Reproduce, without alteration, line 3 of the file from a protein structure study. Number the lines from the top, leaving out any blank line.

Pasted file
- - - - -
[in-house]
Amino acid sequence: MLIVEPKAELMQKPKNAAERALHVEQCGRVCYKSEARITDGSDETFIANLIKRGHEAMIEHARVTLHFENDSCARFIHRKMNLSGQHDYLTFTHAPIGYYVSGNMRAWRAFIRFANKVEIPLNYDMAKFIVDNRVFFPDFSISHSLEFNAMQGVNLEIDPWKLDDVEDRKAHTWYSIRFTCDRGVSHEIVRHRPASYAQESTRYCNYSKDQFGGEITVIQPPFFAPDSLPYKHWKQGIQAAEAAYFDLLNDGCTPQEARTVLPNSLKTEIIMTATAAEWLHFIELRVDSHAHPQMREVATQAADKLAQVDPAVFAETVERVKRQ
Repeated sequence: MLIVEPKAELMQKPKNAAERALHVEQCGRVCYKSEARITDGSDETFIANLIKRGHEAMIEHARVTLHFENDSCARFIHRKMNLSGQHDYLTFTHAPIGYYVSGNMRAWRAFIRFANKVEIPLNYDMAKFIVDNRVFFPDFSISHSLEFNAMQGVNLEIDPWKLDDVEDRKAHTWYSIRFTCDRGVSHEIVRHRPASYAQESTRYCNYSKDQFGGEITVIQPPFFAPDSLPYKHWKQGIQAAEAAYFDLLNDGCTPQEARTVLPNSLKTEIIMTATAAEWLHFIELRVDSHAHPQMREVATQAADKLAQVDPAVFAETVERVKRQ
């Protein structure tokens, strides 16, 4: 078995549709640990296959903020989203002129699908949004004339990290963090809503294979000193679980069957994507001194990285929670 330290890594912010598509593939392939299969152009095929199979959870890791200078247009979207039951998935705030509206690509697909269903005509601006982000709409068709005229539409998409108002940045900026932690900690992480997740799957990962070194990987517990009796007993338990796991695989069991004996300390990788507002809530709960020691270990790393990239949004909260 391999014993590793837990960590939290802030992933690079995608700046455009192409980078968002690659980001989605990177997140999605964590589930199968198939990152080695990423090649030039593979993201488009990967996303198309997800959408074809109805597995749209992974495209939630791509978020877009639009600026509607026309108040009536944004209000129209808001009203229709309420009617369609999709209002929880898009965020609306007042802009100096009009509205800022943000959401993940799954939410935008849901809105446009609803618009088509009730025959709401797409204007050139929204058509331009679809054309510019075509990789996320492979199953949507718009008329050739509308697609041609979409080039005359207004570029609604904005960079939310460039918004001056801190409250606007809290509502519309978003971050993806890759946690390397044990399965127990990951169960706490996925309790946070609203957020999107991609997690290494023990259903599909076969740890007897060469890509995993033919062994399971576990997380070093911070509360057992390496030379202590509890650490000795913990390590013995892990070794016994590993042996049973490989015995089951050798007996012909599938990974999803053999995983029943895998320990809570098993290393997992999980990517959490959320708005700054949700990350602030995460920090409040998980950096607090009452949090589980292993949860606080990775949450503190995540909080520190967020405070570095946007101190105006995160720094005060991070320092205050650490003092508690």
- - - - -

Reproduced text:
Repeated sequence: MLIVEPKAELMQKPKNAAERALHVEQCGRVCYKSEARITDGSDETFIANLIKRGHEAMIEHARVTLHFENDSCARFIHRKMNLSGQHDYLTFTHAPIGYYVSGNMRAWRAFIRFANKVEIPLNYDMAKFIVDNRVFFPDFSISHSLEFNAMQGVNLEIDPWKLDDVEDRKAHTWYSIRFTCDRGVSHEIVRHRPASYAQESTRYCNYSKDQFGGEITVIQPPFFAPDSLPYKHWKQGIQAAEAAYFDLLNDGCTPQEARTVLPNSLKTEIIMTATAAEWLHFIELRVDSHAHPQMREVATQAADKLAQVDPAVFAETVERVKRQ